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Study: Vitamin D May Influence Breast Cancer Outcome (dateline June 7, 2008)

Women diagnosed with breast cancer who have vitamin D deficiencies are more likely to have poorer outcomes compared to those with normal vitamin D levels, according to the results of a new study. Specifically, the researchers found that breast cancer patients without enough vitamin D were more likely to be diagnosed with higher grade tumors. They were also more likely to experience a recurrence of breast cancer or die from the disease, compared to women with normal vitamin D levels. The research suggests that getting enough vitamin D in the diet may be important to fighting breast cancer.

The recommended daily intake of vitamin D is 400 international units (IU). Vitamin D may be obtained from vitamin-D fortified milk and foods such as liver, fish, and egg yolks. Vitamin D supplements or a multiple vitamin that contains 400 IU of vitamin D are also good sources. Sunshine on the skin also helps the body make Vitamin D. Generally, 15 minutes of sun exposure per day is enough to maintain sufficient Vitamin D levels. However, factors such as weather, latitude, time of year, etc. may influence absorption. One of benefits of vitamin D is that is promotes the absorption of calcium, which is essential for good bone health.

According to researcher Dr. Pamela J. Goodwin from Mount Sinai Hospital at the University of Toronto, vitamin D deficiencies are common in breast cancer patients. Dr. Goodwin spoke at a press conference in advance of the study's release at the annual meeting of the American Society of Clinical Oncology. At the press conference, Dr. Goodwin noted that, "There is a growing knowledge in the basic biology of breast cancer that demonstrates that breast cancer cells have vitamin D receptors in their nuclei and that activation of those receptors by vitamin D can change the molecular machinery of the cell to slow down the growth of the cell and cause differentiation." Dr. Goodwin suggested that vitamin D can help remove the aggressiveness from some breast cancers.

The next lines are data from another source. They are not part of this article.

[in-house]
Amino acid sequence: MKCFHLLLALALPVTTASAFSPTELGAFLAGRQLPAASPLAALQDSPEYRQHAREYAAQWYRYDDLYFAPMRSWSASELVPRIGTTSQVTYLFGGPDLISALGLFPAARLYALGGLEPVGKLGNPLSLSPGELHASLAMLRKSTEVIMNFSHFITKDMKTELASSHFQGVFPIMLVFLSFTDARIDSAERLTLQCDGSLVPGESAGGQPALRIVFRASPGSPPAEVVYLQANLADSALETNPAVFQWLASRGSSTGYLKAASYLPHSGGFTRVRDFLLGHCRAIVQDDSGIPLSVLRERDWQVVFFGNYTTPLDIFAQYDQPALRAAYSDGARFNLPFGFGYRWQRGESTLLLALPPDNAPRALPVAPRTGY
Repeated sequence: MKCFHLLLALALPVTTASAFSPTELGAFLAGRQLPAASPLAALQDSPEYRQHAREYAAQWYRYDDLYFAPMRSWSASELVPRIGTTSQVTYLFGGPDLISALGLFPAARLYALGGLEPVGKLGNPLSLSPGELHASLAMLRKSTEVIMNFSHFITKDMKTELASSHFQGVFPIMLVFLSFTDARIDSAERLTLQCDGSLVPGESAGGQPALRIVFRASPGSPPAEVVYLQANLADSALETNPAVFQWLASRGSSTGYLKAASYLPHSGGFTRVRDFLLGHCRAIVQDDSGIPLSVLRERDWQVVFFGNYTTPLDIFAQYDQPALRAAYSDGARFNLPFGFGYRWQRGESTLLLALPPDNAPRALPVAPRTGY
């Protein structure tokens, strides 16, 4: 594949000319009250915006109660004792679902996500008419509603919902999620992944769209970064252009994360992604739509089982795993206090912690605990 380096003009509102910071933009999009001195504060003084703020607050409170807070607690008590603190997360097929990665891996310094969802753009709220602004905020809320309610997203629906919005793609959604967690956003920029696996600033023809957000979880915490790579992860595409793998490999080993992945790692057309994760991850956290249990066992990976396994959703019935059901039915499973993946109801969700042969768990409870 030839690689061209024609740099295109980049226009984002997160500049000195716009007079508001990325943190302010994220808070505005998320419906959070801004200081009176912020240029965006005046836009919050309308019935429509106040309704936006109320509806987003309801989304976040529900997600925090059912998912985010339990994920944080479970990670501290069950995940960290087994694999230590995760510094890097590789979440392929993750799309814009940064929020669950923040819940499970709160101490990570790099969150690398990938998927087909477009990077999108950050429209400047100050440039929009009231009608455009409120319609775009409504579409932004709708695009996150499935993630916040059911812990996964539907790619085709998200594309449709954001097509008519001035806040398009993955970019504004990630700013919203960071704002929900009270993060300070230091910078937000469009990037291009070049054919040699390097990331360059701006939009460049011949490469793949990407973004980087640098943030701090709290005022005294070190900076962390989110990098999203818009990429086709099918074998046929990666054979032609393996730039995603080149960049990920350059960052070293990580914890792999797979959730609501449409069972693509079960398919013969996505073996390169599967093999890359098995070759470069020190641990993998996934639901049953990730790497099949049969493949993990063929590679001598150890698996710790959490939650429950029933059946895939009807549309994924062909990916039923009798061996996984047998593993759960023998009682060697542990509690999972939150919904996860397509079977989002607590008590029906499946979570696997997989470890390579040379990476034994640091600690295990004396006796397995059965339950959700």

In her study, Dr. Goodwin and her colleagues examined 512 women who were diagnosed with early-stage breast cancer between 1989 and 1995. The researchers followed the women for about 12 years. The women were given a survey about their diet and blood samples were taken at the time of their diagnosis.

According to the study, the risk of breast cancer spreading outside the breast to other areas of the body was nearly twofold (1.94) for women who had vitamin D deficiencies at the time of their breast cancer diagnosis, compared with women with normal vitamin D levels. In addition, the researchers found that the risk of death was 75% higher (a 1.73-fold increased risk) for the women with deficient vitamin D levels. The researchers also observed an increased risk of death among women with vitamin D levels that were too high (above 400 IU), although they note that these findings warrant further study.

The researchers say that it is too soon to recommend that women take vitamin D supplements that are higher than what is already recommended for bone health-about 400 IU. However, Dr. Goodwin noted that breast cancer patients might want to have their vitamin D levels checked. If there is a deficiency, Dr. Goodwin suggests that a patient would want to take steps to ensure that she eliminates the deficiency with vitamin supplements.

Additional Resources and References

  • The study referenced in this article was presented at the annual meeting of the American Society of Clinical Oncology in May 2008. See